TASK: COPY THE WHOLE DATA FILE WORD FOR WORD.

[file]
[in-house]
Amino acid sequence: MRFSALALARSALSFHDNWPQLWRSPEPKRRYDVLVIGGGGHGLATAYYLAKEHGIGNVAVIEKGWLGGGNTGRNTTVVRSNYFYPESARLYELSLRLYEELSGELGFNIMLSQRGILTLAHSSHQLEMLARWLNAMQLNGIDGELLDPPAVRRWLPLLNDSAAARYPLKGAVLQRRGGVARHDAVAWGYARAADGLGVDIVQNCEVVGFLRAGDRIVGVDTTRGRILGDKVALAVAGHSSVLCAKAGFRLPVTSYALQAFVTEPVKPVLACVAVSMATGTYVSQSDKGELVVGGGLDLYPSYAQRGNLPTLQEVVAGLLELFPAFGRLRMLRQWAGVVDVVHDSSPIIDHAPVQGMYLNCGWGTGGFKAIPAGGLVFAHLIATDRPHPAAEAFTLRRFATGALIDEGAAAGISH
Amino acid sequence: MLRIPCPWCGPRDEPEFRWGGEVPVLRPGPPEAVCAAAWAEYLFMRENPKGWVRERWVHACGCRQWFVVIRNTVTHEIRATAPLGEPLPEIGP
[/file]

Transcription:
[in-house]
Amino acid sequence: MRFSALALARSALSFHDNWPQLWRSPEPKRRYDVLVIGGGGHGLATAYYLAKEHGIGNVAVIEKGWLGGGNTGRNTTVVRSNYFYPESARLYELSLRLYEELSGELGFNIMLSQRGILTLAHSSHQLEMLARWLNAMQLNGIDGELLDPPAVRRWLPLLNDSAAARYPLKGAVLQRRGGVARHDAVAWGYARAADGLGVDIVQNCEVVGFLRAGDRIVGVDTTRGRILGDKVALAVAGHSSVLCAKAGFRLPVTSYALQAFVTEPVKPVLACVAVSMATGTYVSQSDKGELVVGGGLDLYPSYAQRGNLPTLQEVVAGLLELFPAFGRLRMLRQWAGVVDVVHDSSPIIDHAPVQGMYLNCGWGTGGFKAIPAGGLVFAHLIATDRPHPAAEAFTLRRFATGALIDEGAAAGISH
Amino acid sequence: MLRIPCPWCGPRDEPEFRWGGEVPVLRPGPPEAVCAAAWAEYLFMRENPKGWVRERWVHACGCRQWFVVIRNTVTHEIRATAPLGEPLPEIGP